Small Town In Scotland County Might Soon Cease To Exist
Marshall Stevens is a simple man.
He's one of 279 people who call the Scotland County town of East Laurinburg home. Last election, he won the race for mayor. Stevens received 15 total votes, beating an "unnamed write-in candidate" by two.
Stevens could become the town's last-ever mayor. East Laurinburg, which sits on the South Carolina border and is in one of the poorest regions in the country, may soon be forced to un-incorporate by the state of North Carolina.
East Laurinburg's troubles are shared by many rural towns, throughout the South and Midwest ― lost manufacturing jobs and closed mills.
As a kid, Stevens says he spent his time hanging out at an ice plant with local friends.
"It was right down the street from my house,” he said. “I'd go down there at night with a guy that made all ice at night and we'd just shoot the breeze at night. I'd done that for years til I got married."
Stevens got married in 1960 to a woman named Dorothy, and they settled for good in East Laurinburg until she passed away last August.
"It's been really enjoyable living here mainly,” he said. “I've seen a lot of places, been in different places, but I always love it here because it was like a family-oriented community."
East Laurinburg was a textile town, starting at the end of the 19th century. The population peaked at 890 people in 1940 and then continued to decline over the years.
"The mill, that was the livelihood of everybody,” he said. “When they tore them down most of the people had to go other ways and get jobs and move."
As mayor, Stevens said he inherited the town's financial issues. For the last five years, East Laurinburg failed to produce an audit to the state.
That caught the attention of the North Carolina Local Government Commission. In its most recent meeting, the members called for East Laurinburg to un-incorporate.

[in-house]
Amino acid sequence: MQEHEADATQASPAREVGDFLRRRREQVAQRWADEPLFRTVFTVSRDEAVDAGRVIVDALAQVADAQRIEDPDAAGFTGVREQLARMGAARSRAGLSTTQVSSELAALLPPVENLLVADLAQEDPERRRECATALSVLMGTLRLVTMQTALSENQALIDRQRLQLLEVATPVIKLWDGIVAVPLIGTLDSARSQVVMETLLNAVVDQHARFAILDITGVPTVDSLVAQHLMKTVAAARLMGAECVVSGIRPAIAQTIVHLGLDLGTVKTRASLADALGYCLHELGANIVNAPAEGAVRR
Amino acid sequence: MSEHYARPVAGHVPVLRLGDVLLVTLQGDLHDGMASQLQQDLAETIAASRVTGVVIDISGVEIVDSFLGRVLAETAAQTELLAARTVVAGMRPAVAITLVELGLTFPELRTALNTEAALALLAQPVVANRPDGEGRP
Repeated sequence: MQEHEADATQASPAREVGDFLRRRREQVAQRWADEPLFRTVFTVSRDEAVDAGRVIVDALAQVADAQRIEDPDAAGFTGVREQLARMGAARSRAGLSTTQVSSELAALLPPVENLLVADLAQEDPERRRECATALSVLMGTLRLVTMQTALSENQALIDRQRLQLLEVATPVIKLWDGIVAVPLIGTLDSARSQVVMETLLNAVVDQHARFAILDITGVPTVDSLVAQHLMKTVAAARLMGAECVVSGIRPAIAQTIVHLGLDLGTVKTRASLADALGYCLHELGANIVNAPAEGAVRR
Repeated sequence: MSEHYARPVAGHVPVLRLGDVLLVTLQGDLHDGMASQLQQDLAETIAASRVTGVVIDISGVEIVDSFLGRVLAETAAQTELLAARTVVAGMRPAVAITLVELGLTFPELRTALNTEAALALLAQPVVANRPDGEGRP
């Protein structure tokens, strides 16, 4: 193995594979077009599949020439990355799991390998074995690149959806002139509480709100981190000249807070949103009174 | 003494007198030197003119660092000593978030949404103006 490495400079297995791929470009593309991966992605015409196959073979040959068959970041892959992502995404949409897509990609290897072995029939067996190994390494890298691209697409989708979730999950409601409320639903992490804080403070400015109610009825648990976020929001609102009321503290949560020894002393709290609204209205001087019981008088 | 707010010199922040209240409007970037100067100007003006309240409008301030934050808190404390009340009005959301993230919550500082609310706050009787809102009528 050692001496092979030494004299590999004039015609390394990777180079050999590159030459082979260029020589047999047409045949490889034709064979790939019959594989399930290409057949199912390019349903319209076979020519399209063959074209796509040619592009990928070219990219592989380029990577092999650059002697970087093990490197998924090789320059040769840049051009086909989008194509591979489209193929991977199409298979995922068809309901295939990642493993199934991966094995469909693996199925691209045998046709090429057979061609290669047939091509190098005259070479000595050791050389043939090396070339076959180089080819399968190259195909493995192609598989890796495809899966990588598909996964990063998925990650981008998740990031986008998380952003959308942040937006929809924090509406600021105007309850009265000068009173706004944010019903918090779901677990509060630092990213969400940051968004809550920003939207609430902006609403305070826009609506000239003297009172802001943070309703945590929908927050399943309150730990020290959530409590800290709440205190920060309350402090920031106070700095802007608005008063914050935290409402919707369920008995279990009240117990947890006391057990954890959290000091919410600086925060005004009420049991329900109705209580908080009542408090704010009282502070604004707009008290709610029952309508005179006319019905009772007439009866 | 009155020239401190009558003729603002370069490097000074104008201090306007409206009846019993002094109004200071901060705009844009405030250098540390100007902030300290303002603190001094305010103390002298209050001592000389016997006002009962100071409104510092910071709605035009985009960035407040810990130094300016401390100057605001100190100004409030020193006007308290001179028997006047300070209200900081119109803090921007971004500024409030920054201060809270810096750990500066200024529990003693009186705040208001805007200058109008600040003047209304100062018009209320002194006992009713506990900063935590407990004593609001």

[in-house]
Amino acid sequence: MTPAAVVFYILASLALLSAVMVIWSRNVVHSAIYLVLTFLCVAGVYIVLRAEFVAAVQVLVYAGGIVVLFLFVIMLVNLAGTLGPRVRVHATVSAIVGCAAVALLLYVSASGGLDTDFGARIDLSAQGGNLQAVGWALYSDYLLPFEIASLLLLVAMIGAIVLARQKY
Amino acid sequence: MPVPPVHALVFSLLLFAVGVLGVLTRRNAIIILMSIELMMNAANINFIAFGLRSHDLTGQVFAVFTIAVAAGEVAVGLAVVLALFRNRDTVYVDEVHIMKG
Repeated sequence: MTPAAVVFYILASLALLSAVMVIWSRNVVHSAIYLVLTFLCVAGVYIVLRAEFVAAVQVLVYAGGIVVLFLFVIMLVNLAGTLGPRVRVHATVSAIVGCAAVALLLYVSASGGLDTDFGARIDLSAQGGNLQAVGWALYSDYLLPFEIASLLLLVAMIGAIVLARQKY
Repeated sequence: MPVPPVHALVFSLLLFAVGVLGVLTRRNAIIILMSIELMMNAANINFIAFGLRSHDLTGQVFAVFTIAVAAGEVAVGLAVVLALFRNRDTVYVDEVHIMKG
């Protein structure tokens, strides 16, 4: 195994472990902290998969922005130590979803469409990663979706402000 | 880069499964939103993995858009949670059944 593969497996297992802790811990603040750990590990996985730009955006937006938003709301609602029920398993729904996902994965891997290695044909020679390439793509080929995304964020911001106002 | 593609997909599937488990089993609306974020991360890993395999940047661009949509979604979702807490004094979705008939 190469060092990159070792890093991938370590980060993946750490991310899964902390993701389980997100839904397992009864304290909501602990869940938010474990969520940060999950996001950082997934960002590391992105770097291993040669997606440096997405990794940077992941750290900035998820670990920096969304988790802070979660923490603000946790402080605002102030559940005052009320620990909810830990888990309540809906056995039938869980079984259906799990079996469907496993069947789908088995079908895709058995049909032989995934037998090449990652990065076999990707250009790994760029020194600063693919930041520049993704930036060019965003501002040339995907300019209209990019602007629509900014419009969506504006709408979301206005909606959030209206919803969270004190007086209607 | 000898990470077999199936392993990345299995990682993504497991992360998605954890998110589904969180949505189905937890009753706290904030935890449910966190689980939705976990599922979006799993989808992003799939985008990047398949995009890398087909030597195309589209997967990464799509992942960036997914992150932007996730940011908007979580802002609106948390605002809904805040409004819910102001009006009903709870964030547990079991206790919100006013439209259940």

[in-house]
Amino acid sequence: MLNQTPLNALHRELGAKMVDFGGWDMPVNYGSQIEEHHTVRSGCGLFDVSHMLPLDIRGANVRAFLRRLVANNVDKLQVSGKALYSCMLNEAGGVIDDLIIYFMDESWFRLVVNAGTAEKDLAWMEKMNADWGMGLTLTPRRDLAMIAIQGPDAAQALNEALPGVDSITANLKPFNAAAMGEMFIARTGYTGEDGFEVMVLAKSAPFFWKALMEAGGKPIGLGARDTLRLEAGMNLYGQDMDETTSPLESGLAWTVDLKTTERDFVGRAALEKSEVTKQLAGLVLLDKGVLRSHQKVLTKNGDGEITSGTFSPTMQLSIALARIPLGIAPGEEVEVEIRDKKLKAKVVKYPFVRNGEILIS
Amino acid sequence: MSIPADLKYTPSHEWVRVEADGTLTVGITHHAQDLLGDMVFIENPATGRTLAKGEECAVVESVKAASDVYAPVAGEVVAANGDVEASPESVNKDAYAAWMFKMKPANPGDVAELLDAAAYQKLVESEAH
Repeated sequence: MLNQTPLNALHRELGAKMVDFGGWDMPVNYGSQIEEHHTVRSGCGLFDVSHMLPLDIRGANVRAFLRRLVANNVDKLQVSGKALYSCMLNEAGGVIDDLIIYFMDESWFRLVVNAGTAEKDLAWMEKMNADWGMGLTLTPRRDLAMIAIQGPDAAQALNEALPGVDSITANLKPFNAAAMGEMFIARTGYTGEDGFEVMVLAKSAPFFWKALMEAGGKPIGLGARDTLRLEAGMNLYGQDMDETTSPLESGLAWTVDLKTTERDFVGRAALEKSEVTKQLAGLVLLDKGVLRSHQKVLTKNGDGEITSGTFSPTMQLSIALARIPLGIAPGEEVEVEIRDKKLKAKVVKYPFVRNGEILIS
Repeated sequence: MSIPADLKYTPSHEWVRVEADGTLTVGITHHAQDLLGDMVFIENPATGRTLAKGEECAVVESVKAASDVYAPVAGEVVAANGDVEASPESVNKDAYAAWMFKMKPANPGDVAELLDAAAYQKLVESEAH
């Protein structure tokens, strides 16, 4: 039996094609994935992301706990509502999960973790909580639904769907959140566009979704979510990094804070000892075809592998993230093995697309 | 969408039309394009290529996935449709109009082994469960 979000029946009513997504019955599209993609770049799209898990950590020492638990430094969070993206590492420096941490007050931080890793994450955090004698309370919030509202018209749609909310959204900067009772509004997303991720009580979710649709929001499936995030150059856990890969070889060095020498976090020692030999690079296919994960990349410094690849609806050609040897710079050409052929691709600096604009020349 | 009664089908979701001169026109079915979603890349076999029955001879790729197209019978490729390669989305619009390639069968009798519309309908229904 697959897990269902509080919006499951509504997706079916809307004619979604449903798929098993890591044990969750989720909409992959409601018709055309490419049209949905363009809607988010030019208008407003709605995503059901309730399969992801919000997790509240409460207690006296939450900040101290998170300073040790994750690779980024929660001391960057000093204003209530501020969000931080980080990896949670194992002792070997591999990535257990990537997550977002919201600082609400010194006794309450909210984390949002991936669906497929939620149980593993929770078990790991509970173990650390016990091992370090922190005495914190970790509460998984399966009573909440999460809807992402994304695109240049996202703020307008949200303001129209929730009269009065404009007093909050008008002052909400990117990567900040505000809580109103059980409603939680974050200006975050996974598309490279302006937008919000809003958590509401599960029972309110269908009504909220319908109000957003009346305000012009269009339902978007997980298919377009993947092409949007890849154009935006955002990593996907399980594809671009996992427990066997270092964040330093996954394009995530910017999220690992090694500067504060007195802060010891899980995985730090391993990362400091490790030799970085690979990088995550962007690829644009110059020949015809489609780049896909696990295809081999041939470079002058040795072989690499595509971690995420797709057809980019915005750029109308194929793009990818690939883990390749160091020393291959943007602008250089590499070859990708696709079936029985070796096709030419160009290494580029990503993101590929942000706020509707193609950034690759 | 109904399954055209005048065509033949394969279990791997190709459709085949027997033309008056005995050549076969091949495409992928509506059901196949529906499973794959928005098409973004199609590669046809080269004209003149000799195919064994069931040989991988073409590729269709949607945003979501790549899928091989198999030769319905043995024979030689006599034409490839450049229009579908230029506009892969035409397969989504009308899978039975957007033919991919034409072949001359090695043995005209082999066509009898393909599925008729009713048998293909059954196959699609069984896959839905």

Turns out, un-incorporation isn’t all that uncommon.
"What makes something a viable city is making sure that you have proper governance in place,” said State treasurer Dale Folwell, a member of the commission. “In some of these instances, we can't even get anybody to run for city council."
If East Laurinburg un-incorporates and is no longer an official town, residents would stop paying property taxes and government services would cease.
There's myriad reasons why, but it mainly comes down to lack of audits or financial control.
"Unfortunately, East Laurinburg is like a lot of communities across North Carolina,” Folwell said. “It's happening across the state, just in the last couple of years, we've had to take over several county, cities and water and sewer districts."
This isn't Stevens' first tenure as mayor of East Laurinburg. He also served back in 2006, and he remembers when the town threw festivals and held holiday events for residents. Now that he's older and dealing with his own health issues, it's not as easy to do so.
But no matter what happens, Stevens says this will be his last term in office. And he says he doesn't see his town surviving.
"I don't believe it will exist. It will be county or city. I don't like it,” Stevens said. “But to the younger generation, they don't care about what (I’m) talking about right now. Most of them don't care. They don't care whether it lives or dies. But I do.”
The state Local Government Commission plans to revisit East Laurinburg and decide its fate in a few months.
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